Secondly, we are used to a postgraduate market in which students have to pay the fee upfront – usually for a 1 year postgraduate taught degree. And whilst postgraduate fees may have gone up slightly since 2012, they have certainly not trebled and are unlikely to suddenly do so in 2015 when the first year of 2012 students graduate. So hopefully the PG market will not experience a sudden shock in 2015.
Thirdly, and perhaps most reprehensibly, we have yet to develop a credible measure of deprivation or otherwise for postgraduate students and until we do so, it will be impossible to know the impact of these changes on access to postgraduate education for certain.
One can only speculate about the choices that might be made by a graduate from a poor background carrying high levels of debt being able to pay the upfront cost (or take out a private loan) for a postgraduate qualification.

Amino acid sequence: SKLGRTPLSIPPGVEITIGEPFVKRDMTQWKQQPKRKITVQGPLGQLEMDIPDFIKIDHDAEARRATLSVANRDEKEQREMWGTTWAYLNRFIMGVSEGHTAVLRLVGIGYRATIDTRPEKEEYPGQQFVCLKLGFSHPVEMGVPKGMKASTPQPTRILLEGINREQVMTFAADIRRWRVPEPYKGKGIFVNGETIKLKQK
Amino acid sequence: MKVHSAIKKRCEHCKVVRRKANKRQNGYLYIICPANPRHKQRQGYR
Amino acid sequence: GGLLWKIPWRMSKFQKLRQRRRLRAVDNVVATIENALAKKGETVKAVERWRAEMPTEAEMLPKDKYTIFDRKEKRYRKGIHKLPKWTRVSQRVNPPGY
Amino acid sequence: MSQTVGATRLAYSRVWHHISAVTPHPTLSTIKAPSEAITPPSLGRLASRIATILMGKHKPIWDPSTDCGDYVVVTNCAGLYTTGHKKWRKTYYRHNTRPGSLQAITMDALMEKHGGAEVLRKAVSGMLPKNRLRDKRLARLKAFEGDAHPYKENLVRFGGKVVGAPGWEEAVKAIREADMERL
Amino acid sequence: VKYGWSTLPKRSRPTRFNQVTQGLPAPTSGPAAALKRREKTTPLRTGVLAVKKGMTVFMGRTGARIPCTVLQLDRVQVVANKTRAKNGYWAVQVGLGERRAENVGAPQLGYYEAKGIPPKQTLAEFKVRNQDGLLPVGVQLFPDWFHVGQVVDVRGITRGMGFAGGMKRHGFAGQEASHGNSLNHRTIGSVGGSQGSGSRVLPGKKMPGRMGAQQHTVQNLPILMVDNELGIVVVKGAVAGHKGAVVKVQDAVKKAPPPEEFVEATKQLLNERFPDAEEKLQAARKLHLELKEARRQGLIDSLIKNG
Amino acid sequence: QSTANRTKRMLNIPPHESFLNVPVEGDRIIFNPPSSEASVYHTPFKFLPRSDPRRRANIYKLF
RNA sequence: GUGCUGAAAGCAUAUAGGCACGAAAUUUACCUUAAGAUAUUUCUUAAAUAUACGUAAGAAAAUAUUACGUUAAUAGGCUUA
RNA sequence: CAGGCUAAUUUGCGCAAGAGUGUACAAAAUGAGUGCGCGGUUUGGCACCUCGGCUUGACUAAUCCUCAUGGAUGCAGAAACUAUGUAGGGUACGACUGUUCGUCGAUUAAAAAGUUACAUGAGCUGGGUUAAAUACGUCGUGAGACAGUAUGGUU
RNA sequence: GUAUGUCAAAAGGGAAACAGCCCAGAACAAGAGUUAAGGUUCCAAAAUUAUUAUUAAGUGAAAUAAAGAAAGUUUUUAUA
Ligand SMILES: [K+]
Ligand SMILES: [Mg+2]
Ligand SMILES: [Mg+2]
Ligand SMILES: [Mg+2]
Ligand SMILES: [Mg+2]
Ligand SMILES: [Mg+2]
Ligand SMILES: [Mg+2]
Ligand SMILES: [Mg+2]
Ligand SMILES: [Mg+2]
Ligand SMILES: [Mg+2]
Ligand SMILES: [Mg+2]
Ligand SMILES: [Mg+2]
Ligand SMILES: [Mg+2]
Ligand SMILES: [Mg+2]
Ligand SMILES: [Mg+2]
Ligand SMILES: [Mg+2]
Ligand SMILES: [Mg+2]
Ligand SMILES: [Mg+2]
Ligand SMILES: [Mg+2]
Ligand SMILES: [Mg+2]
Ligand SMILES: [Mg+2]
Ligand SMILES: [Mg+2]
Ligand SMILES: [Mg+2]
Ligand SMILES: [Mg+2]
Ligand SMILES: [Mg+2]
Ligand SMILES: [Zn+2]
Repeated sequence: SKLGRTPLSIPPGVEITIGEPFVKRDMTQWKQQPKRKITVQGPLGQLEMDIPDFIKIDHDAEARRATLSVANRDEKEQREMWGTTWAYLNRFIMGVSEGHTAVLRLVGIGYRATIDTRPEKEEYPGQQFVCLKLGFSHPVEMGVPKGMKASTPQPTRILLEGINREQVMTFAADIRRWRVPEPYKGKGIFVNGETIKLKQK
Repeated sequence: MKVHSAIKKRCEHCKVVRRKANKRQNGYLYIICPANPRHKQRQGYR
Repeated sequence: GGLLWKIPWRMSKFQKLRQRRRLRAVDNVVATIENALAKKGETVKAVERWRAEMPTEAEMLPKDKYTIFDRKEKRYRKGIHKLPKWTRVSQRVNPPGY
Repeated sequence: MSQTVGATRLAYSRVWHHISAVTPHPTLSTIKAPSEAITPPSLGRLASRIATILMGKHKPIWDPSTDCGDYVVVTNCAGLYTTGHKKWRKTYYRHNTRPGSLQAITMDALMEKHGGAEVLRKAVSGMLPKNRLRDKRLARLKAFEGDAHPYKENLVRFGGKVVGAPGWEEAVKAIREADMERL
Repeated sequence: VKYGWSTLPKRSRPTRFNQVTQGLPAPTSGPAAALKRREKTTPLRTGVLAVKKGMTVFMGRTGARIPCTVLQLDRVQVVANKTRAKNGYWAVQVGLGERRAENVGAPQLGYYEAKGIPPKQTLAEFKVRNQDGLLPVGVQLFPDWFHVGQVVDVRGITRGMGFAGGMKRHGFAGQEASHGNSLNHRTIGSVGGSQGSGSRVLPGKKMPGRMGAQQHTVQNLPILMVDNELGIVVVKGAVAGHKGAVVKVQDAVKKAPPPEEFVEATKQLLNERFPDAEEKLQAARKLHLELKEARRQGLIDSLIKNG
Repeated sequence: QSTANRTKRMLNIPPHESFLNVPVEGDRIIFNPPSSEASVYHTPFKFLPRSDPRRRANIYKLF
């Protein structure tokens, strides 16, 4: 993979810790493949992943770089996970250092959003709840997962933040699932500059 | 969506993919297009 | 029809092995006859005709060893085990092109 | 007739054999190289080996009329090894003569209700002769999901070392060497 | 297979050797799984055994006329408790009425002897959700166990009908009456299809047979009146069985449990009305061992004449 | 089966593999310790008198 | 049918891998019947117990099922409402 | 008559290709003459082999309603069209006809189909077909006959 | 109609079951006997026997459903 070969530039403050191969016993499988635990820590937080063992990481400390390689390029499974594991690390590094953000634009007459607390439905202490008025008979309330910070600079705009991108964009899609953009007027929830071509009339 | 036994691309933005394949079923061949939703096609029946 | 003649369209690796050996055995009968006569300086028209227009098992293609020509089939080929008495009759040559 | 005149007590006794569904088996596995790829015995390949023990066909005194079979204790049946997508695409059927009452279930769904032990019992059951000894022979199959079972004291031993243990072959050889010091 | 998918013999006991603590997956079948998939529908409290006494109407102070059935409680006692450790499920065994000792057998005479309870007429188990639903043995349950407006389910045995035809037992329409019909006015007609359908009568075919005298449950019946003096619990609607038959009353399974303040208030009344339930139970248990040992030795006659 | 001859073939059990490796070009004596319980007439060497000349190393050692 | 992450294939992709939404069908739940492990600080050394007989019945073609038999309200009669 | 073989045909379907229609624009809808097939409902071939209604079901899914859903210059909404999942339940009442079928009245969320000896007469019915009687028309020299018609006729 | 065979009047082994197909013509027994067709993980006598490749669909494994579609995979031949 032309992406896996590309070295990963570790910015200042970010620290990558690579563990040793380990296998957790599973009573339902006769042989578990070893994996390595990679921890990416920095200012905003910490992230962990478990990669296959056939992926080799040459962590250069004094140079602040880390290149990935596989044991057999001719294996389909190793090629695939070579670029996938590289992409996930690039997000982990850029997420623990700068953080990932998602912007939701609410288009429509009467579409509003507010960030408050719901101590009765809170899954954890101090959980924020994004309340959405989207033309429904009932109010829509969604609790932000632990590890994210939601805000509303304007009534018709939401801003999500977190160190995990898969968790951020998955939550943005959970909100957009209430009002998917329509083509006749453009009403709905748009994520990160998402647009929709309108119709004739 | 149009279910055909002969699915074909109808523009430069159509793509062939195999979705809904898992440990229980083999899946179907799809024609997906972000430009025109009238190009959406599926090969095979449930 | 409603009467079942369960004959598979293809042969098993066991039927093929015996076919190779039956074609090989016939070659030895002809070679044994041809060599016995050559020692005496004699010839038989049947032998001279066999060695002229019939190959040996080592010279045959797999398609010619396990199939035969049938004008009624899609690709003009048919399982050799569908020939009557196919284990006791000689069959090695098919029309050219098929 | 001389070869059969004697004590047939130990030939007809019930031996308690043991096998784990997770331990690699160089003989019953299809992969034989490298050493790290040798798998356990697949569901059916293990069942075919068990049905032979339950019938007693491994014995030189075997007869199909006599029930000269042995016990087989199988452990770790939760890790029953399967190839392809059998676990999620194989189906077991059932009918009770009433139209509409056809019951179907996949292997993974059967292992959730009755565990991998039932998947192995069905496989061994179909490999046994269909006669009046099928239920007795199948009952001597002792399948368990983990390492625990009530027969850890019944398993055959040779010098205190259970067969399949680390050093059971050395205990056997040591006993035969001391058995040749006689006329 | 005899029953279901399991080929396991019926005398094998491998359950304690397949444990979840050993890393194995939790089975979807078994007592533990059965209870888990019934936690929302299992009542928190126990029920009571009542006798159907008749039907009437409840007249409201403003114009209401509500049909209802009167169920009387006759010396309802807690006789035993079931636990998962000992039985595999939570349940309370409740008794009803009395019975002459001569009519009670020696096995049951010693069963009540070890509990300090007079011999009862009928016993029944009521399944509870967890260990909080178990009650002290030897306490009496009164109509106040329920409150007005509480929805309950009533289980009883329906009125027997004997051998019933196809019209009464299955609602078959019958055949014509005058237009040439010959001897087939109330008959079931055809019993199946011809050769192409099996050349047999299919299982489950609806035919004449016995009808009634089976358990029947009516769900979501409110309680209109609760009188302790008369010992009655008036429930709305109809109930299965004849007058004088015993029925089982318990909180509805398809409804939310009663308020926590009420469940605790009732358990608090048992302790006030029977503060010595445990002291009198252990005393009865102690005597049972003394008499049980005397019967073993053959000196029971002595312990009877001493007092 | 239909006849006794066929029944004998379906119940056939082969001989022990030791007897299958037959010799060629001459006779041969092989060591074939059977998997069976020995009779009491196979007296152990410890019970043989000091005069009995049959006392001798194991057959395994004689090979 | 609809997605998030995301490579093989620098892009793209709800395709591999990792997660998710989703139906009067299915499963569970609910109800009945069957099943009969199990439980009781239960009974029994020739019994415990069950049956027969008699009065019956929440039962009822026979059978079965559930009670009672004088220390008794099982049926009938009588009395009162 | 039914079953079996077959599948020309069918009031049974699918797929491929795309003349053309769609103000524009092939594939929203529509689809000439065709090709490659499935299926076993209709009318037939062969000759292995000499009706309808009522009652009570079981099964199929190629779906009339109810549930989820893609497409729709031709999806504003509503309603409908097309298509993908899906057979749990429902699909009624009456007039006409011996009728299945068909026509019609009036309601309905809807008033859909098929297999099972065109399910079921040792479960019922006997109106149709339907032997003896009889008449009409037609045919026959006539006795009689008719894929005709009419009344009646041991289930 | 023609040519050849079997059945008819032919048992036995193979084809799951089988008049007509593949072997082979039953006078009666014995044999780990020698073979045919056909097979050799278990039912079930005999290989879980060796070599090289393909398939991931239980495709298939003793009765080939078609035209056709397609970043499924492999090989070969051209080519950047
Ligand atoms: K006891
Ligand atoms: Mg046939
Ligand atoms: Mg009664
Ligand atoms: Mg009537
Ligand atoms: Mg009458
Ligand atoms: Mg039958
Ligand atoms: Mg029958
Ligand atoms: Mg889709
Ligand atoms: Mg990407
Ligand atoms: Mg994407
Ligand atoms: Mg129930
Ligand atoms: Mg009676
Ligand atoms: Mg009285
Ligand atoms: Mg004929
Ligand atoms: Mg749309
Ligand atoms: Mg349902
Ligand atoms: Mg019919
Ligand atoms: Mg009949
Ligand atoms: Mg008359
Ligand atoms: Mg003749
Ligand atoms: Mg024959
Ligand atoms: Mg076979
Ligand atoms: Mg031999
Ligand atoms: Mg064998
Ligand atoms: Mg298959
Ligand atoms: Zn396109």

Part time and mature students
For part-time and mature students that cannot access a fee-loan because they are either studying at a low intensity or are re-training when they already hold a degree qualification or higher, the picture does not look good. We know there was a 40% drop of part-time students in the UK over just two years from 2011-13. Whilst this snapshot is by no means the whole picture (for example, much of this drop happened the year before higher fees were introduced in 2012), it is difficult to deny that higher fees, where combined with restricted access to fee loans, has reduced participation amongst some of the most non-traditional and hard to reach students.
How much of this was due to poor information or other supply and demand factors (e.g. the wider economic downturn in the UK) is almost impossible to ascertain but the outcome is irrefutable – they have lost out in the current system.